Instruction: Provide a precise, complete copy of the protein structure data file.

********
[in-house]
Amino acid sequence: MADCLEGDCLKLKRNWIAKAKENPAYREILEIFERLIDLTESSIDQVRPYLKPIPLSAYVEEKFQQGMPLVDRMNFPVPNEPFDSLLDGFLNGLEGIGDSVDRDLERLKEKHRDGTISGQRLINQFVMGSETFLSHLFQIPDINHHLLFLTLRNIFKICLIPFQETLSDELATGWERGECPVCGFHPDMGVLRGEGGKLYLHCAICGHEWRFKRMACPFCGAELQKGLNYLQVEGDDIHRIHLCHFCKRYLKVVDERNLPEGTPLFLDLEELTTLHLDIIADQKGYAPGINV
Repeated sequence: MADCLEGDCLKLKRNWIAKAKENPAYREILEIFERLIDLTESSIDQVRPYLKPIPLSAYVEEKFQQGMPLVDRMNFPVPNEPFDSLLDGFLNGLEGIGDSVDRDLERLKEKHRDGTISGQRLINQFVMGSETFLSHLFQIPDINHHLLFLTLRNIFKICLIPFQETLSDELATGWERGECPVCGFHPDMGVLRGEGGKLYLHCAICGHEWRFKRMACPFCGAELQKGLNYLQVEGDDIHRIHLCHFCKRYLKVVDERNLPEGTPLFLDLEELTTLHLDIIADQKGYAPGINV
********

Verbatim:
[in-house]
Amino acid sequence: MADCLEGDCLKLKRNWIAKAKENPAYREILEIFERLIDLTESSIDQVRPYLKPIPLSAYVEEKFQQGMPLVDRMNFPVPNEPFDSLLDGFLNGLEGIGDSVDRDLERLKEKHRDGTISGQRLINQFVMGSETFLSHLFQIPDINHHLLFLTLRNIFKICLIPFQETLSDELATGWERGECPVCGFHPDMGVLRGEGGKLYLHCAICGHEWRFKRMACPFCGAELQKGLNYLQVEGDDIHRIHLCHFCKRYLKVVDERNLPEGTPLFLDLEELTTLHLDIIADQKGYAPGINV
Repeated sequence: MADCLEGDCLKLKRNWIAKAKENPAYREILEIFERLIDLTESSIDQVRPYLKPIPLSAYVEEKFQQGMPLVDRMNFPVPNEPFDSLLDGFLNGLEGIGDSVDRDLERLKEKHRDGTISGQRLINQFVMGSETFLSHLFQIPDINHHLLFLTLRNIFKICLIPFQETLSDELATGWERGECPVCGFHPDMGVLRGEGGKLYLHCAICGHEWRFKRMACPFCGAELQKGLNYLQVEGDDIHRIHLCHFCKRYLKVVDERNLPEGTPLFLDLEELTTLHLDIIADQKGYAPGINV